The Court of Justice of the Valencian Community (TSJCV) has confirmed the ruling of a Court of Valencia that sentenced the Glovo company to pay one million euros corresponding to the Social Security contributions of its delivery workers.

This is stated in a ruling from the Social Chamber of the TSJCV, against which an appeal is possible, which rejects the appeal that Glovo presented to a ruling from the Social Court number 15 of Valencia of December 2022 and condemns to pay the costs to the appellant.

The procedure was opened at the request of the General Treasury of Social Security, after Intersindical reported to the Labor Inspectorate that Glovo had not registered or paid Social Security contributions to its distributors in Valencia.

The Labor Inspection verified that between October 2015 and July 2018 the company had not paid contributions for a total of 610 delivery workers – in different time periods -, so it drew up a report of settlement of contributions for a total of 1,009,325.51 euros.

In the first instance, a court in Valencia upheld the lawsuit filed ex officio by the Social Security Treasury against Glovo and declared the labor nature of the existing contract between the company and 610 co-defendants, which the company appealed.

Faced with the company’s argument, which alleged that the delivery drivers worked autonomously and independently, without an employment relationship, the TSJCV affirms that Glovo “is not a mere intermediary” that brings consumers (customers) and “genuine workers” into contact. “autonomous”, but rather coordinates and organizes the productive service.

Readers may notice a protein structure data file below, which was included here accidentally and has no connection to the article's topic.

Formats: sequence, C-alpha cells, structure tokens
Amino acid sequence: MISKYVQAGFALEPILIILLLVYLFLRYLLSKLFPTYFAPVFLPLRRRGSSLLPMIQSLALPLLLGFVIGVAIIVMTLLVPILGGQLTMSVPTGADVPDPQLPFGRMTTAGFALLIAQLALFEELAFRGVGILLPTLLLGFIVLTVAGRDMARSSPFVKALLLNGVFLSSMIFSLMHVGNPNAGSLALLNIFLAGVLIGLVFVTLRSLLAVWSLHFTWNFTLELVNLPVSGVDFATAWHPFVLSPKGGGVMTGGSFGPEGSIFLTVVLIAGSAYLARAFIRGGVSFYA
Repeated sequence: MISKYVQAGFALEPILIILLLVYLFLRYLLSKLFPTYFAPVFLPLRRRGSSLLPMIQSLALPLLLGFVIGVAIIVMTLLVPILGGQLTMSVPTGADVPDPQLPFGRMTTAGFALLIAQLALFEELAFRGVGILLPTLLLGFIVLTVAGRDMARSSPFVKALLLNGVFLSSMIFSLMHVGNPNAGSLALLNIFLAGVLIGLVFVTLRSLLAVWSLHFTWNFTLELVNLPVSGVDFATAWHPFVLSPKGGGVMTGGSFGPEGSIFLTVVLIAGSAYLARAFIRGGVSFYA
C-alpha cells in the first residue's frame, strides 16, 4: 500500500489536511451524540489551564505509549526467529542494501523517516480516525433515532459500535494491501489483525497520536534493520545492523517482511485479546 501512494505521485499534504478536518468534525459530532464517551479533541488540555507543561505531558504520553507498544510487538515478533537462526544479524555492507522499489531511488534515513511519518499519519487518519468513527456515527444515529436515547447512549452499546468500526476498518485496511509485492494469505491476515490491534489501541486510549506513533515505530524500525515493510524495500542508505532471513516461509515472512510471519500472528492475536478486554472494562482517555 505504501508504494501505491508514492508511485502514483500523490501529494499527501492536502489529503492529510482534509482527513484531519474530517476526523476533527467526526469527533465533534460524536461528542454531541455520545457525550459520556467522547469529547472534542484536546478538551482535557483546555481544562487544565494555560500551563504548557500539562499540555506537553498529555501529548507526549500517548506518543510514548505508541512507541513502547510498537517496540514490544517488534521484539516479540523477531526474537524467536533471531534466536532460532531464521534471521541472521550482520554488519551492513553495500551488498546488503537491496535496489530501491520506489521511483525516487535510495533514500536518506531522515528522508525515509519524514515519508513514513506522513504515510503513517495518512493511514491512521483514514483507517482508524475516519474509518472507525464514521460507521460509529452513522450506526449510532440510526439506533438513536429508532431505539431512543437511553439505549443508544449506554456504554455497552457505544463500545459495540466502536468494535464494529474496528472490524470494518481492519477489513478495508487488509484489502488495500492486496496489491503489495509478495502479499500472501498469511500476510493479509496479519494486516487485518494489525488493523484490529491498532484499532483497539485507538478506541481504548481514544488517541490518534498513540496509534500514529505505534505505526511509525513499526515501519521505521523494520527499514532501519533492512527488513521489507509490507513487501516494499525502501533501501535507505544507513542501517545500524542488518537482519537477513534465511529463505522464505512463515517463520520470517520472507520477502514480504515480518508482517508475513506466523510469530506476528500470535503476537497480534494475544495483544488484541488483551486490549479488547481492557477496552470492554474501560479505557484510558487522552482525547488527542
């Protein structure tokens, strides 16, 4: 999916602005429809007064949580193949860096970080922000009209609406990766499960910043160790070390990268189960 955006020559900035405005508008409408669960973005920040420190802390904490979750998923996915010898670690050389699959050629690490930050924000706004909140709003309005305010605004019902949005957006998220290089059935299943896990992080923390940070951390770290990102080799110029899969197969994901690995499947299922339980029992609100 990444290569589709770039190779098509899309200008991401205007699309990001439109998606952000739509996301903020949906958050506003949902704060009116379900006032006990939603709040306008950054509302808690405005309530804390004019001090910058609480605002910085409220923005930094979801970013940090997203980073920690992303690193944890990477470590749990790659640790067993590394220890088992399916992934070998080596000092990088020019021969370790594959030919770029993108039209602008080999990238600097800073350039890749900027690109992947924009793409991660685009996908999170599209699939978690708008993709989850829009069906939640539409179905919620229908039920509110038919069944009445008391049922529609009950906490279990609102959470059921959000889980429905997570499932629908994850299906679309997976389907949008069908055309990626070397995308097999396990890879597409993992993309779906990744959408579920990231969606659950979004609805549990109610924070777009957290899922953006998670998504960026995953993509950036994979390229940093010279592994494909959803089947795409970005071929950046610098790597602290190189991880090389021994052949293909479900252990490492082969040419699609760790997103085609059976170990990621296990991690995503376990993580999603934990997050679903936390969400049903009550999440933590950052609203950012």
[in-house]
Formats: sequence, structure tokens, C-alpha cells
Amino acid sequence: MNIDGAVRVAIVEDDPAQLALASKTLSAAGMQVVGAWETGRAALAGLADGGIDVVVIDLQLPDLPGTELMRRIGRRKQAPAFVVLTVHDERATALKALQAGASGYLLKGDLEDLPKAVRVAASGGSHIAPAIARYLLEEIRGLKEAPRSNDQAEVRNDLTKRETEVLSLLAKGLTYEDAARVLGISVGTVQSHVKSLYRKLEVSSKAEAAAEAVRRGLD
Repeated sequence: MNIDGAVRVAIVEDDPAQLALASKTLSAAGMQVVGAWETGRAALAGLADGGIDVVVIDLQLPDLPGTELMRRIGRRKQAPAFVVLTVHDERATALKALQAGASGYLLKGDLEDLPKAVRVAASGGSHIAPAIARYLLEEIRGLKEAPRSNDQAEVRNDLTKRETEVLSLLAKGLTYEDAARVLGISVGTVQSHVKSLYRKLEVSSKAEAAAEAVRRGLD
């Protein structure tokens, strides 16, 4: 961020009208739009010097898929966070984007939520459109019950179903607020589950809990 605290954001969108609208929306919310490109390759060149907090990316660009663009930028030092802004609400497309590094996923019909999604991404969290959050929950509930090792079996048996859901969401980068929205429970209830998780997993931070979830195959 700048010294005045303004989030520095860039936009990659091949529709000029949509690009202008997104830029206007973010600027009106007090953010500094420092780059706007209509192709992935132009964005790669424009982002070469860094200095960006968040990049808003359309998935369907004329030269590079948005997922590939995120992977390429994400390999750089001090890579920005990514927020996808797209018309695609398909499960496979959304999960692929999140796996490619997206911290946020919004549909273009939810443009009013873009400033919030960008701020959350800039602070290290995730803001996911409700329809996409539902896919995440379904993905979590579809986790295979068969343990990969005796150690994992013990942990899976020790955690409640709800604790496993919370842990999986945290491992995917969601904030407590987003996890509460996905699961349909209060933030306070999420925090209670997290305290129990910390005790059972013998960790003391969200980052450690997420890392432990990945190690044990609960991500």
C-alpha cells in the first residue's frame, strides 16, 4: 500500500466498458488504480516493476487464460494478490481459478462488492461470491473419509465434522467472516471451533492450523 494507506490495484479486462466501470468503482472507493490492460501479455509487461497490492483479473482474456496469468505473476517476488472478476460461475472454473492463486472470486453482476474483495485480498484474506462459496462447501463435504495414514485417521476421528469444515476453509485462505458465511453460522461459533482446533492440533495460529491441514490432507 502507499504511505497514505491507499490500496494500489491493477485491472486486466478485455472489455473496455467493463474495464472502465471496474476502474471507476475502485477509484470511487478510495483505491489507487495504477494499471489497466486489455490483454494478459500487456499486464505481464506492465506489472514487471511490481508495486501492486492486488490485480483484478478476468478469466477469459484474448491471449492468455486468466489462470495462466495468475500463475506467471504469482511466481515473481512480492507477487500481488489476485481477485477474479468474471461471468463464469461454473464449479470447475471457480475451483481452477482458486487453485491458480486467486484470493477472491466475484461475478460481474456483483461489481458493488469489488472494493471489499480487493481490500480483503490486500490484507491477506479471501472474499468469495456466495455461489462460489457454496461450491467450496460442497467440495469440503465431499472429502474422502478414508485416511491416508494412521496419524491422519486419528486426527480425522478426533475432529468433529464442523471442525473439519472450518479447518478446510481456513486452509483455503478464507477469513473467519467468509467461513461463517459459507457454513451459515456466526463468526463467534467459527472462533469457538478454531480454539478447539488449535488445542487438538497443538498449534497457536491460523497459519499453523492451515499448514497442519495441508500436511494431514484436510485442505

The ruling indicates that the company sets the price and conditions of the service, is the owner of the essential assets for carrying out the activity, and uses delivery drivers who “do not have their own and autonomous business organization”, but rather provide their service “inserted into the employer’s work organization, subject to the direction and organization of the platform.”

The delivery person “neither organizes the productive activity on his own, nor negotiates prices or conditions with the owners of the establishments he serves, nor does he receive his remuneration from the final customers”, since he lacks autonomy to do so and is “subject to the organizational guidelines set by the company,” he says.

“This reveals an exercise of business power in relation to the way the service is provided and a control of its execution in real time that shows the concurrence of the dependency requirement inherent to the employment relationship,” indicates the TSJCV.

The ruling states that, from all the facts established in the first instance, it is clear that “a whole series of indications of employment actually occur in the provision of services by riders or glovers, which determine that we are faced with true self-employment relationships.” alien.”

The Valencian high court indicates that in the same sense a significant number of rulings have been pronounced throughout Spain and in relation to the same controversy and the same defendant company, GlovoApp23 SL, as in Asturias, Catalonia, Madrid, the Basque Country, Galicia, Castilla y León, Extremadura or Cantabria.